According to notes, a conference call took place in March 2006 with Kelly Keenan, Legal Counsel to the Governor. Another conference call took place in April 2006 involving Musette Michael, Deputy Director, Legal Affairs and Financial integrity, Department of Human Services; Joseph O'Reilly, Legal Specialist, Legal Affairs and Financial integrity, Department of Human Services; Kelly Keenan, Legal Counsel to the Governor; Steve Liedel, Deputy Legal Counsel to the Governor; Brandon Hofmeister, Deputy Legal Counsel to the Governor; Gary Corbin, Consultant for MCC; Dick Shaink, President of MCC; and Judith Cawhorn, Executive Director, Grant Development, MCC. (Emphasis Added)
The Mackinac Center obtained a copy of an e-mail to Mott's president that names several of the above-mentioned parties who were to take place in a conference call regarding the MHBCCC formation, as well as questions Mott prepared for that call:
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I followed up with Lisa Brewer-Walraven to clarify her answer to Sen. Hardiman, that the DHS approached Mott about becoming party to the interlocal agreement. She verified her answer, but would not name names nor answer any other related questions, citing the pending "litigation" (referring to the Mackinac Center Legal Foundation's lawsuit against the DHS over the stealth unionization of home day care owners and providers.) At a town hall forum held at Mott last night, Brewer-Walraven's boss, DHS Director Ishmael Ahmed, also cited litigation as a reason for not answering MHBCCC-related questions.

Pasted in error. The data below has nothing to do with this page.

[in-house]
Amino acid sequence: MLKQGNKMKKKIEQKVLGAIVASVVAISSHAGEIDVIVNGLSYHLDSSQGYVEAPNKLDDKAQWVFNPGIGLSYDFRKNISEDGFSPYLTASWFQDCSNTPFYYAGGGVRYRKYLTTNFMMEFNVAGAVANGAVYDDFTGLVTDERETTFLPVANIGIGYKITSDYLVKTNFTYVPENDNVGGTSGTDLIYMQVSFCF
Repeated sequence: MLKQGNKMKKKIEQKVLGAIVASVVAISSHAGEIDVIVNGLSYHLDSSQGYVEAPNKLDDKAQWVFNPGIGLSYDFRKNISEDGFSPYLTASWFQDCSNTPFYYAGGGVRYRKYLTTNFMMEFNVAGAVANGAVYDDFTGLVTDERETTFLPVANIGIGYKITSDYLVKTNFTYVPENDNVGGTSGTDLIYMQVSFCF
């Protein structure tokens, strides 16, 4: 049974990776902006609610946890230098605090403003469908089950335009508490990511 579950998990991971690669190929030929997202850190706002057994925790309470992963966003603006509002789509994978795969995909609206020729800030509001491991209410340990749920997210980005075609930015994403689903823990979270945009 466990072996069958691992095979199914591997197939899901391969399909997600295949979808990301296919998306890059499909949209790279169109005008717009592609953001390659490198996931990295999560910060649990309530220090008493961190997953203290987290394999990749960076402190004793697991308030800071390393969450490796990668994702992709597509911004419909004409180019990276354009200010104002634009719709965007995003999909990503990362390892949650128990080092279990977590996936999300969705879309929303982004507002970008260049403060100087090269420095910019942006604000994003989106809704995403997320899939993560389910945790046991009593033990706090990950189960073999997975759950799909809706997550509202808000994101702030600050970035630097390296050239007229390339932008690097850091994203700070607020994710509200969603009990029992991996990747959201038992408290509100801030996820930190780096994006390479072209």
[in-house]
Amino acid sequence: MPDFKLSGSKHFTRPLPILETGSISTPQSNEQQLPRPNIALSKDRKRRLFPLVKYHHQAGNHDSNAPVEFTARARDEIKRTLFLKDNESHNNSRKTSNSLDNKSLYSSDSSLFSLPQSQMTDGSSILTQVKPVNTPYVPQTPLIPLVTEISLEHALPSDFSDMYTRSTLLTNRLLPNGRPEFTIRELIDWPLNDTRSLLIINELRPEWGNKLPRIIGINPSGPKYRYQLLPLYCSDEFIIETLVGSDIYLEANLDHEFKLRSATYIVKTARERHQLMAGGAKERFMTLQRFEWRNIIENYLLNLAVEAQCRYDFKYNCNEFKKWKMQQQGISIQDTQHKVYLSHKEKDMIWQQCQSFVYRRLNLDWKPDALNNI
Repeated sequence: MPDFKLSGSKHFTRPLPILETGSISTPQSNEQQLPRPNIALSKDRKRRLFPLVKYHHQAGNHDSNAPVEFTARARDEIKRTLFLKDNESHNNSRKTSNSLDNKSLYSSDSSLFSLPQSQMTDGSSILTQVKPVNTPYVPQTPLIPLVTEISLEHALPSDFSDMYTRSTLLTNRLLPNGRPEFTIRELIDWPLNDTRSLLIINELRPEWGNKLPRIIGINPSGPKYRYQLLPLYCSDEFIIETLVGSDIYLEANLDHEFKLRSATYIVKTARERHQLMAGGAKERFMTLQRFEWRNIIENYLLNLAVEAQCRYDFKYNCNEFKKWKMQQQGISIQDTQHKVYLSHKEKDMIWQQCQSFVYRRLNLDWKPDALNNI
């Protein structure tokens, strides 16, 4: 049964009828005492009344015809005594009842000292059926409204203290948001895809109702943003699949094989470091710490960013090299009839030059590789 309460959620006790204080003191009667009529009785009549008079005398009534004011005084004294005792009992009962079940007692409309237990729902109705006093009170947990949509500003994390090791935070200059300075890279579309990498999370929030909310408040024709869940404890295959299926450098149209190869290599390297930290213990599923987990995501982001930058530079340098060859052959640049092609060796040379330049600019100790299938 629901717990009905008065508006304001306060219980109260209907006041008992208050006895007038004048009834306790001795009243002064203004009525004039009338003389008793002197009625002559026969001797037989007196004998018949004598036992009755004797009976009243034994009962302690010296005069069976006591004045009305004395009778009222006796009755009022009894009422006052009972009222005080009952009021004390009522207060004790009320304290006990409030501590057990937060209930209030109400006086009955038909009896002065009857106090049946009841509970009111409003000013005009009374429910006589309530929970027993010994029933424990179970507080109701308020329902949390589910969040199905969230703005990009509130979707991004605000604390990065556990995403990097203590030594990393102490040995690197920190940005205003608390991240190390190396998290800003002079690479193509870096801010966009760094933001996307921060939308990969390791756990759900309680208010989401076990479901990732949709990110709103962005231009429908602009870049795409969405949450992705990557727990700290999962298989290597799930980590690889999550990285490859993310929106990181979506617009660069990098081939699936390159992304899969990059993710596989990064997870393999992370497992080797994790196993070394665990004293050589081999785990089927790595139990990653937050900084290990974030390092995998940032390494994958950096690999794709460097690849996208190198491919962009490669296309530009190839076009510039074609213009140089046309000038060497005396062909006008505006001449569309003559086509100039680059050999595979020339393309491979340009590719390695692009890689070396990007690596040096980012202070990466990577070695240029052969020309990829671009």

If the DHS refuses to answer questions, perhaps a recent appointee to the Mott Community College Board of Trustees can help. Pam Faris was sworn in as trustee in February to replace a retiring member. If the name does not ring a bell, her husband's might. She is married to Lt. Gov. John Cherry, and according to the biography on the state's website, served on the board of the Early Childhood Investment Corporation (ECIC). The ECIC, incidentally, is one of the early childhood resources upon which the MHBCCC considers a resource for its work, and was also created via interlocal agreement. The ECIC executive committee, (of which Faris was a member) included discussion of the MHBCCC and the child care providers' union in a 2008 meeting:
"Other discussion points included training for service groups, quality rating systems, licensing requirements, the Michigan Home-Based Child Care Council and new home-based providers' union, Child Care Providers Together Michigan, and the need for the Executive Committee to be more engaged with policymakers throughout the state."
These are just a few connections that seem to point to the Michigan Home-Based Child Care Council. As these dots become clearer, and the connections stronger, the questions will no doubt become tougher to avoid.